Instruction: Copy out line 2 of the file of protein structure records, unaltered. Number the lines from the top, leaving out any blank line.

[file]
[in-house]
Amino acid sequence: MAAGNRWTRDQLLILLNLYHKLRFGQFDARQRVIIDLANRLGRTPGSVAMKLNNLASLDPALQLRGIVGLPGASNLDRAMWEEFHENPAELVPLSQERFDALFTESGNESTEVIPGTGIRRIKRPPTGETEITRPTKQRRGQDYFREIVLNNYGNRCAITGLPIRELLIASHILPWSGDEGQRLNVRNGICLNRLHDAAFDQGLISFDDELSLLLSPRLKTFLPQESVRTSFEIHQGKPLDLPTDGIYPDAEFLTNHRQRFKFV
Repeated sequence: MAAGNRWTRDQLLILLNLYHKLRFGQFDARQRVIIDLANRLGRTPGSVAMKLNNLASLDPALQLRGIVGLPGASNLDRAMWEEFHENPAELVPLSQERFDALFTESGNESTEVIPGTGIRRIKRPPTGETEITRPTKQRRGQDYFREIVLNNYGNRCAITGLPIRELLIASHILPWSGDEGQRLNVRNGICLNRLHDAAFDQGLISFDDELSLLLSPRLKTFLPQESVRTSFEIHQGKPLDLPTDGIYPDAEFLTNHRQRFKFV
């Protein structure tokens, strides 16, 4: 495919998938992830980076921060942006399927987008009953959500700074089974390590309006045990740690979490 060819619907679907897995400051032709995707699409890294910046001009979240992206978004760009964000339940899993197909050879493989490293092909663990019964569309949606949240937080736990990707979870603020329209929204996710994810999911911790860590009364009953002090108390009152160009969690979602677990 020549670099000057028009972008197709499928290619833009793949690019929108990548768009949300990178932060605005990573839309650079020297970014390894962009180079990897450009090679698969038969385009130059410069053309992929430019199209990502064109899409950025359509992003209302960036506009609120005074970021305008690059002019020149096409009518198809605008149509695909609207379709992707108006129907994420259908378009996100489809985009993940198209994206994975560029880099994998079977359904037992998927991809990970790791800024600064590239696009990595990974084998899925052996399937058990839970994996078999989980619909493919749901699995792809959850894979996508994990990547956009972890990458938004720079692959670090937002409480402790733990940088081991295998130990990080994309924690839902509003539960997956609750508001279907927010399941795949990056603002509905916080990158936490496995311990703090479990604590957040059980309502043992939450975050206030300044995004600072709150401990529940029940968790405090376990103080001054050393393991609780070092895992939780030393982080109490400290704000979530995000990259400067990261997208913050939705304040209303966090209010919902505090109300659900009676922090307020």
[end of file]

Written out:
Amino acid sequence: MAAGNRWTRDQLLILLNLYHKLRFGQFDARQRVIIDLANRLGRTPGSVAMKLNNLASLDPALQLRGIVGLPGASNLDRAMWEEFHENPAELVPLSQERFDALFTESGNESTEVIPGTGIRRIKRPPTGETEITRPTKQRRGQDYFREIVLNNYGNRCAITGLPIRELLIASHILPWSGDEGQRLNVRNGICLNRLHDAAFDQGLISFDDELSLLLSPRLKTFLPQESVRTSFEIHQGKPLDLPTDGIYPDAEFLTNHRQRFKFV